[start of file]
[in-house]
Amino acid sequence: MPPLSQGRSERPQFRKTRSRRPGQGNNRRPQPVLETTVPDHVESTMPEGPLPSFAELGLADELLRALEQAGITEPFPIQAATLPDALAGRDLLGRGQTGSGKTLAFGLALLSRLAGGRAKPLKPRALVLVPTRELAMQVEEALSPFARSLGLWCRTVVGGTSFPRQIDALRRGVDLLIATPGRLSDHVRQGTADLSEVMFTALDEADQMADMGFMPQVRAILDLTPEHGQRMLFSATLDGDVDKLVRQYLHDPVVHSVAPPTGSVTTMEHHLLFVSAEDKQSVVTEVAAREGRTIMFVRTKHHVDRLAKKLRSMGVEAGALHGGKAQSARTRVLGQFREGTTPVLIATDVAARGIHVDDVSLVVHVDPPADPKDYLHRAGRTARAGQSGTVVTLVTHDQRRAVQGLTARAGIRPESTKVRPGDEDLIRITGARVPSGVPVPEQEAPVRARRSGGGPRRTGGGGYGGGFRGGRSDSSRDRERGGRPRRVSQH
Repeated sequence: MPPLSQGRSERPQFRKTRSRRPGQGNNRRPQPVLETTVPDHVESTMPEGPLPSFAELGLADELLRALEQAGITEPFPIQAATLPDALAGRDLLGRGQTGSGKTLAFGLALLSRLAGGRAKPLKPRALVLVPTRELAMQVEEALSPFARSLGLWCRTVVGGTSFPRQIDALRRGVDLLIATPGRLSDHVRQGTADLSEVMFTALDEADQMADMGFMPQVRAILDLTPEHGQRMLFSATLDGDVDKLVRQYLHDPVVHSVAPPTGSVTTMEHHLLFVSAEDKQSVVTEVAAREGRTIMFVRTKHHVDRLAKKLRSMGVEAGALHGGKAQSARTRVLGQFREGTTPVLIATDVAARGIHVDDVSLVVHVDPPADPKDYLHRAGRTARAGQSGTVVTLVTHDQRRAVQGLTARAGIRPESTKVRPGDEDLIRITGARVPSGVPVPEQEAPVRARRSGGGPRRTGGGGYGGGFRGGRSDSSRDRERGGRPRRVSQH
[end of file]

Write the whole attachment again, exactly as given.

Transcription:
[in-house]
Amino acid sequence: MPPLSQGRSERPQFRKTRSRRPGQGNNRRPQPVLETTVPDHVESTMPEGPLPSFAELGLADELLRALEQAGITEPFPIQAATLPDALAGRDLLGRGQTGSGKTLAFGLALLSRLAGGRAKPLKPRALVLVPTRELAMQVEEALSPFARSLGLWCRTVVGGTSFPRQIDALRRGVDLLIATPGRLSDHVRQGTADLSEVMFTALDEADQMADMGFMPQVRAILDLTPEHGQRMLFSATLDGDVDKLVRQYLHDPVVHSVAPPTGSVTTMEHHLLFVSAEDKQSVVTEVAAREGRTIMFVRTKHHVDRLAKKLRSMGVEAGALHGGKAQSARTRVLGQFREGTTPVLIATDVAARGIHVDDVSLVVHVDPPADPKDYLHRAGRTARAGQSGTVVTLVTHDQRRAVQGLTARAGIRPESTKVRPGDEDLIRITGARVPSGVPVPEQEAPVRARRSGGGPRRTGGGGYGGGFRGGRSDSSRDRERGGRPRRVSQH
Repeated sequence: MPPLSQGRSERPQFRKTRSRRPGQGNNRRPQPVLETTVPDHVESTMPEGPLPSFAELGLADELLRALEQAGITEPFPIQAATLPDALAGRDLLGRGQTGSGKTLAFGLALLSRLAGGRAKPLKPRALVLVPTRELAMQVEEALSPFARSLGLWCRTVVGGTSFPRQIDALRRGVDLLIATPGRLSDHVRQGTADLSEVMFTALDEADQMADMGFMPQVRAILDLTPEHGQRMLFSATLDGDVDKLVRQYLHDPVVHSVAPPTGSVTTMEHHLLFVSAEDKQSVVTEVAAREGRTIMFVRTKHHVDRLAKKLRSMGVEAGALHGGKAQSARTRVLGQFREGTTPVLIATDVAARGIHVDDVSLVVHVDPPADPKDYLHRAGRTARAGQSGTVVTLVTHDQRRAVQGLTARAGIRPESTKVRPGDEDLIRITGARVPSGVPVPEQEAPVRARRSGGGPRRTGGGGYGGGFRGGRSDSSRDRERGGRPRRVSQH